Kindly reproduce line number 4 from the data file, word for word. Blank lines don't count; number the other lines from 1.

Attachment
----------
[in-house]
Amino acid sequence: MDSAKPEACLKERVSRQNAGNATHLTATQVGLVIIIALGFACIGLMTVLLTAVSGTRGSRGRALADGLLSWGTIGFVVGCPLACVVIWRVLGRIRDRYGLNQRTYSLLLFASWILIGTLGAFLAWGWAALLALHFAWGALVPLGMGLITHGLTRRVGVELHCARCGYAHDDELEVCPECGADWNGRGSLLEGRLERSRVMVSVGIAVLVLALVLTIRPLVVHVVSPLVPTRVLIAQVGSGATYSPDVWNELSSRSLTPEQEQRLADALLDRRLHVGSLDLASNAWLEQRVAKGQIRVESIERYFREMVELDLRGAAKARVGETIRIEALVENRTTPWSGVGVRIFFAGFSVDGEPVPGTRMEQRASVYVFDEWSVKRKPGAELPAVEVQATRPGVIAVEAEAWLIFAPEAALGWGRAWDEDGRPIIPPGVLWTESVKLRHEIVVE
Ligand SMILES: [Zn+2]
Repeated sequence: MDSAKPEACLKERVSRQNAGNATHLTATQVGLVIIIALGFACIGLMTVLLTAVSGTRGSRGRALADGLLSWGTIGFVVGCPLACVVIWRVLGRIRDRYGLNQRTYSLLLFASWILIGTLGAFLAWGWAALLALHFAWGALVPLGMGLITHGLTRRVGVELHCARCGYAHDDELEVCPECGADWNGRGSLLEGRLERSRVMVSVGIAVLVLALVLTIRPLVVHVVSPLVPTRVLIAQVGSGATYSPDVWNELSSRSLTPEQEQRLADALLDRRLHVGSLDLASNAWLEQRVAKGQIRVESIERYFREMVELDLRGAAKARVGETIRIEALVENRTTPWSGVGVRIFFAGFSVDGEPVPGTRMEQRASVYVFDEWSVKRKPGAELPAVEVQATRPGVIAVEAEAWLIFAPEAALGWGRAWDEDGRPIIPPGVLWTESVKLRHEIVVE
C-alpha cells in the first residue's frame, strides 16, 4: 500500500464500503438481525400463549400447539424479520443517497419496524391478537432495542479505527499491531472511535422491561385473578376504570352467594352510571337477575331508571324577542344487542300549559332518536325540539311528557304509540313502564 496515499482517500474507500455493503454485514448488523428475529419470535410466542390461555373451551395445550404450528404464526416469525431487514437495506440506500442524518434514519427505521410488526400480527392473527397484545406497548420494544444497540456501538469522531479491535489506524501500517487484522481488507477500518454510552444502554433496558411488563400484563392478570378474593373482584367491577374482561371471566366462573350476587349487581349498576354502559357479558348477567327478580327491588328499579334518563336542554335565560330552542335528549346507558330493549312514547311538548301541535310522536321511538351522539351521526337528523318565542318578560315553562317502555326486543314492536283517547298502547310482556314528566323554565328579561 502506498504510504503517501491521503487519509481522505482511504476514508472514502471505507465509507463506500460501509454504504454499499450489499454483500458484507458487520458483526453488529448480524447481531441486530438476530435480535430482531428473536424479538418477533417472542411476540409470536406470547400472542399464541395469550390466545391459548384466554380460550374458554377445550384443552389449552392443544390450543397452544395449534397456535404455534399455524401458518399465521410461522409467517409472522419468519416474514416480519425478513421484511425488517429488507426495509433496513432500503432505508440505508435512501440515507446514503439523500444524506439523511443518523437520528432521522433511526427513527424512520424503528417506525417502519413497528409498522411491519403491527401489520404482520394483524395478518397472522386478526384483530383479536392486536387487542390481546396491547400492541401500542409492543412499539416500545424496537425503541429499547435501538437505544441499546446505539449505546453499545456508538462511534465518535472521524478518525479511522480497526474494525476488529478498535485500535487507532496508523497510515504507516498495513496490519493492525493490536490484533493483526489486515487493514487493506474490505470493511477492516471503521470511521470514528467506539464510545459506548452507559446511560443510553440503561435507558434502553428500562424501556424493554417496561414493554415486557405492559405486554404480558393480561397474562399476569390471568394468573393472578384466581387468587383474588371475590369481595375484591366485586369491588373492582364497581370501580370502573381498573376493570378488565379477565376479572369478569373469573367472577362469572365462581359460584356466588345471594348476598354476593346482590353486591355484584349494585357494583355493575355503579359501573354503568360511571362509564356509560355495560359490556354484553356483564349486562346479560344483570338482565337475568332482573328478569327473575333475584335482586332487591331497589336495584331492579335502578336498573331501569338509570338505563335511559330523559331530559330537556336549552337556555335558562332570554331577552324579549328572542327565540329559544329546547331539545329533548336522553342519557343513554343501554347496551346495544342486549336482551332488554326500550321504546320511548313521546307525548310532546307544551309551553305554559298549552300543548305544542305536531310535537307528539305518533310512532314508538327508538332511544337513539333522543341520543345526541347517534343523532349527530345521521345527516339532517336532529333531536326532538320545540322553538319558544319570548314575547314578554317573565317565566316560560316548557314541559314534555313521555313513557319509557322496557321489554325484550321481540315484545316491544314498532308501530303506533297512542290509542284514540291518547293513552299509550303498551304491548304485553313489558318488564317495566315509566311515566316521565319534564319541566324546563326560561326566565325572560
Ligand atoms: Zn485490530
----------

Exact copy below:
Repeated sequence: MDSAKPEACLKERVSRQNAGNATHLTATQVGLVIIIALGFACIGLMTVLLTAVSGTRGSRGRALADGLLSWGTIGFVVGCPLACVVIWRVLGRIRDRYGLNQRTYSLLLFASWILIGTLGAFLAWGWAALLALHFAWGALVPLGMGLITHGLTRRVGVELHCARCGYAHDDELEVCPECGADWNGRGSLLEGRLERSRVMVSVGIAVLVLALVLTIRPLVVHVVSPLVPTRVLIAQVGSGATYSPDVWNELSSRSLTPEQEQRLADALLDRRLHVGSLDLASNAWLEQRVAKGQIRVESIERYFREMVELDLRGAAKARVGETIRIEALVENRTTPWSGVGVRIFFAGFSVDGEPVPGTRMEQRASVYVFDEWSVKRKPGAELPAVEVQATRPGVIAVEAEAWLIFAPEAALGWGRAWDEDGRPIIPPGVLWTESVKLRHEIVVE